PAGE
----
That’s no surprise because Woods’ boss called the public hearing into Robinson and Robinson alone. A public hearing into the VPD Professional Standards officers would have to (Woods, please take notes) be preceded by a Police Act investigation into those officers. Only then could Lowe order a public hearing into them. Lowe would have to issue a Notice of Public Hearing that names the officers and details the allegations against them. Lowe has done none of those things. In fact his office still refuses to order an investigation.
I launched a formal Police Act complaint against those officers in January 2014. My complaint stated that the time limit should be waived because new information came to light in Lowe’s Notice of Public Hearing that clarifies the dates. But the OPCC rejected my complaint without ordering an investigation. OPCC investigative analyst Andrea Spindler repeated Woods’ claim that the Robinson hearing would also be a hearing into the VPD Professional Standards officers.
For reasons explained above (Spindler, please take notes), Woods’ statement wasn’t credible at the time and has since proven false.
But why bother trying to call any cop to account if it took nearly four and a half years for Robinson’s actions to draw a measly six-day suspension? And there’s no point trying to call B.C.’s police complaint commissioner to account. He answers to no one—absolutely no one at all.
That’s enshrined in legislation and was demonstrated by a farcical inquiry into the OPCC held in 2012 and 2013. B.C.’s auditor general conducted some kind of study but refused to divulge his methodology. He acknowledged that his audit didn’t question the validity of investigation decisions. Meanwhile a legislative committee met only with police interests, asking puffball questions in meandering conversations. The MLAs issued a public call for written submissions but rejected every one they received with the weird rationale that they weren’t “random.”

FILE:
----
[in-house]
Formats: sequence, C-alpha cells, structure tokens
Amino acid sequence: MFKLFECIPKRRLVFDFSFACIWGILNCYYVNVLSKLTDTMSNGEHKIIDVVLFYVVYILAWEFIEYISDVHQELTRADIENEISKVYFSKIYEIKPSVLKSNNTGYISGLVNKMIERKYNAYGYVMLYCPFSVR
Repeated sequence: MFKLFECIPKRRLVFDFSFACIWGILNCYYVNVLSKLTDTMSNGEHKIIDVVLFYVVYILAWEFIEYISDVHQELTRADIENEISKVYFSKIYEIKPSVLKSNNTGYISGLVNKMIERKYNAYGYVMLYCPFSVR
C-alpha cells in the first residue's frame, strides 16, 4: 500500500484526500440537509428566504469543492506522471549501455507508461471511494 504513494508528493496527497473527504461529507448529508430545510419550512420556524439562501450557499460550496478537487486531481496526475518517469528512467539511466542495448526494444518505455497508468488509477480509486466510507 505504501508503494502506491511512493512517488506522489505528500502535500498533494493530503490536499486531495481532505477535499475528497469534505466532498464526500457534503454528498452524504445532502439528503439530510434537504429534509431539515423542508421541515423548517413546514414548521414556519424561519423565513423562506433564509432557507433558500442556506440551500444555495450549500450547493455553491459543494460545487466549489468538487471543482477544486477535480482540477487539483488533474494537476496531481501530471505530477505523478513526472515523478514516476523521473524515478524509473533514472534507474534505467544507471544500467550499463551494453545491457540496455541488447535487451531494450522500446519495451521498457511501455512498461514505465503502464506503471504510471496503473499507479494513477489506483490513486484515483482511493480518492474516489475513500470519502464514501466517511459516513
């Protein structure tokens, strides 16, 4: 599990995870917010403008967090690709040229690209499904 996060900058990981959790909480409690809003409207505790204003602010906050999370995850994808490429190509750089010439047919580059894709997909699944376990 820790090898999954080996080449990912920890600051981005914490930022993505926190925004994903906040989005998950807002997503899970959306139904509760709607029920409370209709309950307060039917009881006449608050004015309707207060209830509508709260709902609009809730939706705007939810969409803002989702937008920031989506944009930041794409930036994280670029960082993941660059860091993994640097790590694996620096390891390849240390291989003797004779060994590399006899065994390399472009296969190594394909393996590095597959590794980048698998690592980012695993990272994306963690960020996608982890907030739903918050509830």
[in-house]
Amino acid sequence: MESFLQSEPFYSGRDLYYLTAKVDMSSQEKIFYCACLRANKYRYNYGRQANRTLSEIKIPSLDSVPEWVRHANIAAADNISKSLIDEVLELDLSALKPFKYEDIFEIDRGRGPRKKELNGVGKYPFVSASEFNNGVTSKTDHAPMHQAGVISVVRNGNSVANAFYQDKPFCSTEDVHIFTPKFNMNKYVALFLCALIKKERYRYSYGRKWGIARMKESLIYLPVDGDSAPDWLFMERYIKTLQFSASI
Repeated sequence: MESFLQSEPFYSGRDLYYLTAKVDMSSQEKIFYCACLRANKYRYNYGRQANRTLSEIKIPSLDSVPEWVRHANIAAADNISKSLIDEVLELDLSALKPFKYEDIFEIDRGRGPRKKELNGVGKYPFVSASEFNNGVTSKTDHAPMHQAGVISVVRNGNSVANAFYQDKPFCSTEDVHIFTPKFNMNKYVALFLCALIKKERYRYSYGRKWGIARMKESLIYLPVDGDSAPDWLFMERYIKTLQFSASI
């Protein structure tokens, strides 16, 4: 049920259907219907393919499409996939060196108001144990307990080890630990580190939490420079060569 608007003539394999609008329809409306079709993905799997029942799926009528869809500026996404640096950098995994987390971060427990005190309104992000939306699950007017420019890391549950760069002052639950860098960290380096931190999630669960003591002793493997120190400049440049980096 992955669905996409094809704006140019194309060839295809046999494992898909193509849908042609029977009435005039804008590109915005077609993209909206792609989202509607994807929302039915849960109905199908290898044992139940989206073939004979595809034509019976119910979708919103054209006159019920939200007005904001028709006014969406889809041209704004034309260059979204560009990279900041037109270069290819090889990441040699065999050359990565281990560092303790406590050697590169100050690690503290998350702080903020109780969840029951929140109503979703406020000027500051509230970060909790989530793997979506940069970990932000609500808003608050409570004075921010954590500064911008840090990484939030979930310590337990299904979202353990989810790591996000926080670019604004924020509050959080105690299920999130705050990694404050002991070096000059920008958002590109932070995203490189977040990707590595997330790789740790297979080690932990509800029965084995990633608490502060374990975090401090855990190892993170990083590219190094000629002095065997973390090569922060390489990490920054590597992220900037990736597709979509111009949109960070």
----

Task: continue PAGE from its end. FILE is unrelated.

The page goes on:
Apart from the impact to the victim, the Robinson case shows the need to radically reform B.C.’s system of police oversight, which allows a cop-friendly agency to act in near secrecy and with zero accountability.
Don’t expect reform to happen, though. We can look with mixed envy and embarrassment at Ontario, whose ombudsman would raise hell if that province’s Special Investigations Unit conducted itself so poorly. Ontario’s opposition parties would ask questions. Ontario’s media would demand answers. Who knows, maybe even Ontario’s activist lawyers would speak up.
But this is B.C. We do things differently here.
Postscript: I originally wrote this article for the Georgia Straight, which declined to post it. The Straight later published this instead.
Read more about the Stan Lowe/Bruce Brown/Rollie Woods/OPCC cover-up
of VPD constable Taylor Robinson’s assault on a disabled woman